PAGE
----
The European Central Bank has called time on its role of “lender of last resort,” saying it has reached the limit of what it can do to help the EU deal with its debt crisis. It is now time for governments to step in.
Letting EU governments off their responsibilities to prop up the debt-stricken Euro would be a “recipe for failure”. That’s according to Jean-Claude Trichet, head of the Euro’s “lender of last resort”, who has effectively thrown in the towel.
“The ECB has done all it could”, he told the Financial Times, “governments are the last backstop”.
The outgoing president of the ECB, Jean-Claude Trichet, was interviewed before completing his term in office.
The interview, published ahead of a meeting of G20 finance ministers in Paris, came as a clear indication that the ECB’s patience is running out.
Trichet’s statement echoes the view of the Russian Prime Minister, who has said that Europe’s governments could solve the problem if they wanted to.
“The crisis is more of a political than a financial issue. According to different estimates, something between 1 to 1.5 trillion dollars is needed. The number is big, but the Eurozone can handle it,” Vladimir Putin said in an interview with Chinese state broadcaster CCTV during his visit to Beijing. “It’s a political issue because in order to gather those resources the leading European countries must offer a shoulder to those in trouble, and that takes political courage.”
“The governments, however, have an instrument in place,” the Financial Times quotes Trichet as saying: “the 440-billion-euro European Financial Stability Facility which could be leveraged to provide a firewall.”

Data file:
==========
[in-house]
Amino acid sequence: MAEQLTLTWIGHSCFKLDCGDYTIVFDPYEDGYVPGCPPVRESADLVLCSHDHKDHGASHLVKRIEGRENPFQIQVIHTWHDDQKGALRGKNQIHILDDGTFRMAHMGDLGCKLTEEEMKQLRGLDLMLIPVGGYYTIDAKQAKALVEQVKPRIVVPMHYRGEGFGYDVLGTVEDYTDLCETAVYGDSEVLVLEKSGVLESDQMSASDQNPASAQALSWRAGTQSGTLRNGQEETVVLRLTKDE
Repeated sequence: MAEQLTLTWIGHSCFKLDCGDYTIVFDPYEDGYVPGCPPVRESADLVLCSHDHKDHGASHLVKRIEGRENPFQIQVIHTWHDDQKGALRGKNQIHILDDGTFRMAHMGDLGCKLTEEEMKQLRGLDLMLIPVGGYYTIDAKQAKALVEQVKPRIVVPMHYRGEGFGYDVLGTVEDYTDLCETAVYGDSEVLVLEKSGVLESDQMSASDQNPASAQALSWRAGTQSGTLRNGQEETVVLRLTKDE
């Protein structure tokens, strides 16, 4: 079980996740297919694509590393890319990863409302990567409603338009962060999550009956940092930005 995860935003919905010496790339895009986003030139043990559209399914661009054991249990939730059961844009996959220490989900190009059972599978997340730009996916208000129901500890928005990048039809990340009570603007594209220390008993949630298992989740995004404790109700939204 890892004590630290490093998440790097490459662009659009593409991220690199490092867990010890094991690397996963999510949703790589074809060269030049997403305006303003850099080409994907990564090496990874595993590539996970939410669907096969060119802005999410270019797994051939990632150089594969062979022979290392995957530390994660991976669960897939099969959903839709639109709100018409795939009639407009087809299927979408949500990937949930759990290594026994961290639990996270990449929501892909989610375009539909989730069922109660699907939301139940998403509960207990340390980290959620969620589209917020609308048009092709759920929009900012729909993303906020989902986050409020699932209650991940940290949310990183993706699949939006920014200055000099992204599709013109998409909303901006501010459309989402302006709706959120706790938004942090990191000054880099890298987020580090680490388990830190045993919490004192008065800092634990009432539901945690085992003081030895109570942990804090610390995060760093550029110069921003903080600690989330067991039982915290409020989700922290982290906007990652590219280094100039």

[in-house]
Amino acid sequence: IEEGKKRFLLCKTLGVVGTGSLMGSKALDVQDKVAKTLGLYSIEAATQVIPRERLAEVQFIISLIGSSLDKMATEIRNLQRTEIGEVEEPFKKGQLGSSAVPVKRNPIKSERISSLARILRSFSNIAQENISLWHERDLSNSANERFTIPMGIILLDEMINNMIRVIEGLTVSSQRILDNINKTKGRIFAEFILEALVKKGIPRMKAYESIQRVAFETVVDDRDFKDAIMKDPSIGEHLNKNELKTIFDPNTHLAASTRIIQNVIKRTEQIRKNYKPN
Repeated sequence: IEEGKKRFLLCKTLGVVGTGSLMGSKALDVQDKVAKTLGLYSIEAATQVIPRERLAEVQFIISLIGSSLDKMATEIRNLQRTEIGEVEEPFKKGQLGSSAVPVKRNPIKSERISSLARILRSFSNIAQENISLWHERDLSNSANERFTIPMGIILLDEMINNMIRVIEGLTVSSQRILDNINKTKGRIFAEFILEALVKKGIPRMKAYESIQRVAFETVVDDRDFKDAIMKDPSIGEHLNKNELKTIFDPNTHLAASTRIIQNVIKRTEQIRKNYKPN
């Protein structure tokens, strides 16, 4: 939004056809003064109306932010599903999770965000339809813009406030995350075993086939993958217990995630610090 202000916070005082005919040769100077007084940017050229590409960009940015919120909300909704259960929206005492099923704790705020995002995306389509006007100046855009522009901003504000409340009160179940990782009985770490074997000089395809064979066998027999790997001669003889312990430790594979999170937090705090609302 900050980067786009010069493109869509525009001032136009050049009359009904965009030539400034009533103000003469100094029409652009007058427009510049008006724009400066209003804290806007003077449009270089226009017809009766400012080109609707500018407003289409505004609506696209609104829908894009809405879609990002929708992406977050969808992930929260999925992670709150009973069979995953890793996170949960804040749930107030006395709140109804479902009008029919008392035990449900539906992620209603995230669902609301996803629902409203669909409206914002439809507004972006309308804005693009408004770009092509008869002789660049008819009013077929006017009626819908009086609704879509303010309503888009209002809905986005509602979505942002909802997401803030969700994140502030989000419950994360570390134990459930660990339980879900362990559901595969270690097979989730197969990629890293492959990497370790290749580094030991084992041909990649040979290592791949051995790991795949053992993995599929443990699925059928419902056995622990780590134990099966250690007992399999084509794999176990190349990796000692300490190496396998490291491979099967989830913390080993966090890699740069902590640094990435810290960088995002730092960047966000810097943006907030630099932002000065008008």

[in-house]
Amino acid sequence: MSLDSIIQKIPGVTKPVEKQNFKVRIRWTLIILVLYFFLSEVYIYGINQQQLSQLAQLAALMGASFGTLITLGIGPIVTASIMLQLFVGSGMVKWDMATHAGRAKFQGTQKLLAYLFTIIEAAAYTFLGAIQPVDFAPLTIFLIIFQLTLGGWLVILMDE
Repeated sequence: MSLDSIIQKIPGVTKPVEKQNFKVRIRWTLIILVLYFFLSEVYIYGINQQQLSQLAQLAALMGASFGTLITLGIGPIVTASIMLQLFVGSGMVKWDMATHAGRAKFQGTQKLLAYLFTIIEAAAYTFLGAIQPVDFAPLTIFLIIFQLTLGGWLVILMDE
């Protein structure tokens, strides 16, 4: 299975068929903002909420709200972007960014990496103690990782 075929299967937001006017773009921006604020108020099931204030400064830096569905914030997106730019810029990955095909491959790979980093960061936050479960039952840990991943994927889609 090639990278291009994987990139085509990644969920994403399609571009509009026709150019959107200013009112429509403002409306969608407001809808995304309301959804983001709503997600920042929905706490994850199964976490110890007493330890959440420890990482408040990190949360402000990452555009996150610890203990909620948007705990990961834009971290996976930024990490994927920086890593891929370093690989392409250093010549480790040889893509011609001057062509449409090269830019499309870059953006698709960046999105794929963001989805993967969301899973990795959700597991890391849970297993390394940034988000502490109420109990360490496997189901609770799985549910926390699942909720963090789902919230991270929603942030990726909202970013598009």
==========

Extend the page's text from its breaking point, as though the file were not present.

However, the departing head of the ECB, whose term comes to an end at the end of October, called the crisis “a historical event of the first magnitude, the worst crisis since the Second World War.” But he clearly indicated that it is primarily a crisis of governance.
“All advanced economies are being x-rayed by the present crisis and revealing their skeletons and the weaknesses in their skeletons. It’s true for all of us – for Japan, for the US, for Europeans,” he said. “For Europe,” the Financial Times quotes him as saying, “The x–rays have exposed, not weaknesses in the euro as a currency (the ECB’s president insists its future is “evidently not in danger”) but in the Eurozone’s governance opinions.”
Trichet has joined finance ministers and central bankers from the world’s major economies, who are meeting on Friday and Saturday in the French capital for talks on the ongoing crisis.
Elsewhere, ordinary people are getting ready to unite for a global day of action on October 15, spearheaded by the Occupy Wall Street movement against corporate greed and austerity measures.
The call is expected to get a loud response in Portugal, where the prime minister has warned of more pay cuts and tax rises to tackle the country’s deficit. It is also likely to be embraced in Spain, which has been the latest victim of a credit downgrade, with ratings agency Standard and Poor’s cutting its score by one notch.